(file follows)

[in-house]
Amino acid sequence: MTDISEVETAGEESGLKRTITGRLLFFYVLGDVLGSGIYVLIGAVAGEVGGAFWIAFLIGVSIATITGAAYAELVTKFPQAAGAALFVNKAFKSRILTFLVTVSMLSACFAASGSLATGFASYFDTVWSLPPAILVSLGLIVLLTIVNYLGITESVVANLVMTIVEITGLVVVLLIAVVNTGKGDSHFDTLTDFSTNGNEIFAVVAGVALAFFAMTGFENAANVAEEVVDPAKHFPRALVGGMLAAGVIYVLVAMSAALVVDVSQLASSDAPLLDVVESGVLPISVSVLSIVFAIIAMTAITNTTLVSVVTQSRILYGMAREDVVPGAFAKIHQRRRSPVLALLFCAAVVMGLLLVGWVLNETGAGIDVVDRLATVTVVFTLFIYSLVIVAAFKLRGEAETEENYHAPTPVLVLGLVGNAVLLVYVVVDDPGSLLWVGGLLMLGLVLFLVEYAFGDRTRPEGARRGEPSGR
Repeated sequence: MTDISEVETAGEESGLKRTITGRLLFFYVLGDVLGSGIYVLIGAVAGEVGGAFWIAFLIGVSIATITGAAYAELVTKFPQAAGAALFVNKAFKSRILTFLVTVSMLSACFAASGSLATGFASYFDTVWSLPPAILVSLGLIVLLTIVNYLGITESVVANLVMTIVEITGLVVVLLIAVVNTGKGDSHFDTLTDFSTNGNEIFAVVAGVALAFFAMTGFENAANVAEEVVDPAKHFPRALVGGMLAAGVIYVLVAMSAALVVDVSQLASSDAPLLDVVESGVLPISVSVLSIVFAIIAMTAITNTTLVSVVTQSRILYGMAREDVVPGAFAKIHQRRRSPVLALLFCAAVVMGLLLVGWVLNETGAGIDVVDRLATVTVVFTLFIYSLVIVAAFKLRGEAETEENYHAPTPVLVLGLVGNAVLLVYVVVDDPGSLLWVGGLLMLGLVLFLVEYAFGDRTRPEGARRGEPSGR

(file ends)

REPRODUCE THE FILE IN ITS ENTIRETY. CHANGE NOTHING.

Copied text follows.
[in-house]
Amino acid sequence: MTDISEVETAGEESGLKRTITGRLLFFYVLGDVLGSGIYVLIGAVAGEVGGAFWIAFLIGVSIATITGAAYAELVTKFPQAAGAALFVNKAFKSRILTFLVTVSMLSACFAASGSLATGFASYFDTVWSLPPAILVSLGLIVLLTIVNYLGITESVVANLVMTIVEITGLVVVLLIAVVNTGKGDSHFDTLTDFSTNGNEIFAVVAGVALAFFAMTGFENAANVAEEVVDPAKHFPRALVGGMLAAGVIYVLVAMSAALVVDVSQLASSDAPLLDVVESGVLPISVSVLSIVFAIIAMTAITNTTLVSVVTQSRILYGMAREDVVPGAFAKIHQRRRSPVLALLFCAAVVMGLLLVGWVLNETGAGIDVVDRLATVTVVFTLFIYSLVIVAAFKLRGEAETEENYHAPTPVLVLGLVGNAVLLVYVVVDDPGSLLWVGGLLMLGLVLFLVEYAFGDRTRPEGARRGEPSGR
Repeated sequence: MTDISEVETAGEESGLKRTITGRLLFFYVLGDVLGSGIYVLIGAVAGEVGGAFWIAFLIGVSIATITGAAYAELVTKFPQAAGAALFVNKAFKSRILTFLVTVSMLSACFAASGSLATGFASYFDTVWSLPPAILVSLGLIVLLTIVNYLGITESVVANLVMTIVEITGLVVVLLIAVVNTGKGDSHFDTLTDFSTNGNEIFAVVAGVALAFFAMTGFENAANVAEEVVDPAKHFPRALVGGMLAAGVIYVLVAMSAALVVDVSQLASSDAPLLDVVESGVLPISVSVLSIVFAIIAMTAITNTTLVSVVTQSRILYGMAREDVVPGAFAKIHQRRRSPVLALLFCAAVVMGLLLVGWVLNETGAGIDVVDRLATVTVVFTLFIYSLVIVAAFKLRGEAETEENYHAPTPVLVLGLVGNAVLLVYVVVDDPGSLLWVGGLLMLGLVLFLVEYAFGDRTRPEGARRGEPSGR